Probe Lasting Controversies and Enduring Legacies

Throughout the lectures, Dr. Paxton opens your eyes to continued debates and controversies over this year and offers her own take on the Norman Conquest's enduring legacy and the fascinating results of this epic clash. A seasoned historian whose teaching and scholarship focuses specifically on this unique chapter in the grand narrative of Western civilization, she makes an engaging and trustworthy guide for this visit to a year that literally made history.

By exploring 1066: The Year That Changed Everything—what led up to it, what happened during that fateful year, and what changed as a result—you'll gain a sharper perspective and a greater understanding of everything that would come afterward.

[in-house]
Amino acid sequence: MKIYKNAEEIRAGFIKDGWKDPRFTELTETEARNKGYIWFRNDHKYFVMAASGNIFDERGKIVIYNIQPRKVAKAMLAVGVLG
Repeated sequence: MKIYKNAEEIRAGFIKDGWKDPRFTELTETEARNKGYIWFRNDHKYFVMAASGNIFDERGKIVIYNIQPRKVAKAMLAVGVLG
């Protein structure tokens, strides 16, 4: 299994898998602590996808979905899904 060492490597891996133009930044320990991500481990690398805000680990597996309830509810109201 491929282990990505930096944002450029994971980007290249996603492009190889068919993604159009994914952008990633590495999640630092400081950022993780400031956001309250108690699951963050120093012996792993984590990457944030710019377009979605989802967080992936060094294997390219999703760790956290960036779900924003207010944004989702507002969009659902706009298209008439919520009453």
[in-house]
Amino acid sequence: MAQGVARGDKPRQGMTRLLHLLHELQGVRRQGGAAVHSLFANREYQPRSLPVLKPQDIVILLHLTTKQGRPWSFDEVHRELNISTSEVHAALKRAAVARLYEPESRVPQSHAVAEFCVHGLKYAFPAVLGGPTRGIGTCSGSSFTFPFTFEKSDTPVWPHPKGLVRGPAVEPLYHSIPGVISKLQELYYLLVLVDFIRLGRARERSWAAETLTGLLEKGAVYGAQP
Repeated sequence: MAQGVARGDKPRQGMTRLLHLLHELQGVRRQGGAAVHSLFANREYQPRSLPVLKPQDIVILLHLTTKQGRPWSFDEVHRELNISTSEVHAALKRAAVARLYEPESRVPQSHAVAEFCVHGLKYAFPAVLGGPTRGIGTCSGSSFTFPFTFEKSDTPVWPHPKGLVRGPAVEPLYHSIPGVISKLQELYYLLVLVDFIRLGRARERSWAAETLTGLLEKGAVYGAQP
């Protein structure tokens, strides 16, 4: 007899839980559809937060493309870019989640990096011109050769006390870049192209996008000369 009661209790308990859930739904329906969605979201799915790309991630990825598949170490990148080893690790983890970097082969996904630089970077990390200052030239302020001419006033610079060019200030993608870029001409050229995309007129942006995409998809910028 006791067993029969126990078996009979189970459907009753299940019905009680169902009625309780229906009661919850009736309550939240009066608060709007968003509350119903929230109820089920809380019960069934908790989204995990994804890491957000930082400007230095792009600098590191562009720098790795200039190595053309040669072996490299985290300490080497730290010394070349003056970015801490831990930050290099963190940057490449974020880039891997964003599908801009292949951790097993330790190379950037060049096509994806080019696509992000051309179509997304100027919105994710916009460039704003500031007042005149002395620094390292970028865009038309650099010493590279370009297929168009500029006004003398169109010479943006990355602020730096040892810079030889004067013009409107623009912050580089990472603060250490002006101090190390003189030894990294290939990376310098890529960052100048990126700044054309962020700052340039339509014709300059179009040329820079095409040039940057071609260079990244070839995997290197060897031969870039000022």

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6 lectures
 |  Average 30 minutes each
  • 1
    The Norman Conquest through History
    What makes 1066 such a pivotal year in the history of Western civilization? How has the meaning of the Norman Conquest been debated and interpreted over time? And how did two weddings—between the English king Aethelred and the duke of Normandy's sister, Emma, and then, after the death of Aethelred, Emma's marriage to the Danish king Cnut—lay the groundwork for this tumultuous moment? Find out in this lecture that provides crucial information for grasping the Norman Conquest. x
  • 2
    England and Normandy before the Conquest